How people underestimate the improbable

I've never seen a black swan, but this one looks beautiful. (Photo courtesy of http://www.sxc.hu)

“The Black Swan” by Nassim Nicholas Taleb, 366 pages, Random House, 2007

by Anthony O. Alcantara

Imagine that you are a chicken. Since you were born, you had all the comforts you could ask for—warm cage, cool companions, flavored water and, of course, overflowing food.

Everyday life was like heaven. And since it was like heaven day after day, there was no reason at all for you to think that tomorrow wouldn’t be as great as today. One day, the cage opened, and you, along with some of your feathery friends, were taken out for a trip. Little did you know that you’ll end up in the dinner table of some “cruel” human beings.

Nassim Nicholas Taleb, in his book “The Black Swan,” used the turkey to illustrate the problem of how we think about risk in our lives. I just used the chicken because that’s more familiar to us Filipinos.

Absence of proof is not proof of absence. That’s the message. Too many times, we fool ourselves into thinking we know more than we actually do, according to Taleb.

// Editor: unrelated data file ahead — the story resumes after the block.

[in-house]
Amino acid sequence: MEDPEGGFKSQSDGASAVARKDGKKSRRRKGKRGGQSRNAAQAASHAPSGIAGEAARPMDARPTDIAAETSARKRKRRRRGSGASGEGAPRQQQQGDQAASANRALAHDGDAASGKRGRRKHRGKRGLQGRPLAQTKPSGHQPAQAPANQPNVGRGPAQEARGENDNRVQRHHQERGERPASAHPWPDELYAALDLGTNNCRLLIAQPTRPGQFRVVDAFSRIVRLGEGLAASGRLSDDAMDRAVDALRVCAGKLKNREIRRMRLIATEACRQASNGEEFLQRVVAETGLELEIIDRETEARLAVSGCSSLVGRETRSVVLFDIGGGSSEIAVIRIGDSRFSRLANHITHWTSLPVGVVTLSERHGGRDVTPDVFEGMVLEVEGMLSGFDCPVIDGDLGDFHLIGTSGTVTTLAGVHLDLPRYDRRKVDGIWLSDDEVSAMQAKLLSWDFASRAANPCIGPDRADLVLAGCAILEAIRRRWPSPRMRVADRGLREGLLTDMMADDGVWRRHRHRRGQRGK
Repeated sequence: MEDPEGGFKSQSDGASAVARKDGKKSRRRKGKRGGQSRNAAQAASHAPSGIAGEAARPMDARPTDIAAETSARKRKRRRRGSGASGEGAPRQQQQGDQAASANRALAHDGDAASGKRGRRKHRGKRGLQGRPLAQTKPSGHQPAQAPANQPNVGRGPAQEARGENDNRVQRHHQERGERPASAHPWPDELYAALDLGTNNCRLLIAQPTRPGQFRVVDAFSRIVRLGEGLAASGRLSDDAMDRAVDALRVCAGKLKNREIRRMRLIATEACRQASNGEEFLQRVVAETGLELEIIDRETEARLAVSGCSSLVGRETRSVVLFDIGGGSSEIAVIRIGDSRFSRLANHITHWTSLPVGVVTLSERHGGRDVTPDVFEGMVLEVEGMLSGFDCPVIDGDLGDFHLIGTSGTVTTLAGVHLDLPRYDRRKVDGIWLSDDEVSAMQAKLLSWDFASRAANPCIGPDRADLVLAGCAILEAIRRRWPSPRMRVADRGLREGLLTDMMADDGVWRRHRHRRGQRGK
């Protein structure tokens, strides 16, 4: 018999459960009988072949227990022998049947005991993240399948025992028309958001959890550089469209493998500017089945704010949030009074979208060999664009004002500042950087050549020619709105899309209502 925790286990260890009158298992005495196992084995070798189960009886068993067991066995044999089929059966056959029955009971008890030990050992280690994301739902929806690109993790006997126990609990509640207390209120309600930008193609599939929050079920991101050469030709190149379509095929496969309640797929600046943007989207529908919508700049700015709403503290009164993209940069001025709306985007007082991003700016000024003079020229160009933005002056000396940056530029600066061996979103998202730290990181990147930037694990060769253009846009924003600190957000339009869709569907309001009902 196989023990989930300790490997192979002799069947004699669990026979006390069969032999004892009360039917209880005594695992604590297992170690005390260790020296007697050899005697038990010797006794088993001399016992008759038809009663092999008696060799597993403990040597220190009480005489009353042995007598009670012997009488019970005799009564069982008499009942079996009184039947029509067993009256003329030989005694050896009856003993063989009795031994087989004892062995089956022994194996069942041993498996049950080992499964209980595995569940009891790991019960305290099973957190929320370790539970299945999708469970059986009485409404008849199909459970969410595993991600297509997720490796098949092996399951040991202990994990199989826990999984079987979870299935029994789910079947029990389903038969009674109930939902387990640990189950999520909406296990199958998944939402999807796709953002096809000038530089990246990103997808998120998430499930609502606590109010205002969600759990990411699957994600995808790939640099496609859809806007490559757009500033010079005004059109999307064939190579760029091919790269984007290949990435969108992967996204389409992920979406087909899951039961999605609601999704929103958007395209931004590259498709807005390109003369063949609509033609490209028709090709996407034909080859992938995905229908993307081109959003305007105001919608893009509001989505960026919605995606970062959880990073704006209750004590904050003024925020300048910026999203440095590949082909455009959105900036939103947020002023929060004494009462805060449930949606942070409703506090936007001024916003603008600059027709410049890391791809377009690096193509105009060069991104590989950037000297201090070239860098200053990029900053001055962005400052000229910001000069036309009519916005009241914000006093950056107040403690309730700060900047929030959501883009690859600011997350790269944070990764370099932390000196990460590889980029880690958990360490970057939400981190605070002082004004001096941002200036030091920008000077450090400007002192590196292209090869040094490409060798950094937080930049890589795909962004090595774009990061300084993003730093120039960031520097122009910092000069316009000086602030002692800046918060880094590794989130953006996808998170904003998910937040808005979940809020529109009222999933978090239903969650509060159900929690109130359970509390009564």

He argues that most of us are not prepared for the black swan. The black swan has three distinct characteristics: it is very rare, it has a huge impact on society, and it is subject to retrospective predictability, which is reflected in our tendency to explain why events occurred as if they were all too obvious and predictable.

Remember 9/11? How about the current global financial crisis? Many pundits seem to have very intelligent explanations for these events.

Aside from what Taleb deems as the mathematical folly of the bell curve, other psychological and philosophical biases and falsehoods such as the error of confirmation, Ludic fallacy and the dangers of Plato’s pure “forms” were discussed.

It’s not an easy book to read. But it will leave you thinking about how poor we are in assessing risk and opportunities, how we foolishly simplify and categorize events in our lives. It will leave you thinking that you’ve also succumbed to some of these biases and falsehoods in the past.

Because our world is dominated by extreme and unexpected events, Taleb says we should use these black swans as the starting point in our thinking and not just sweep them under the rug of oblivion. It could save us from a lot of pain in the future.

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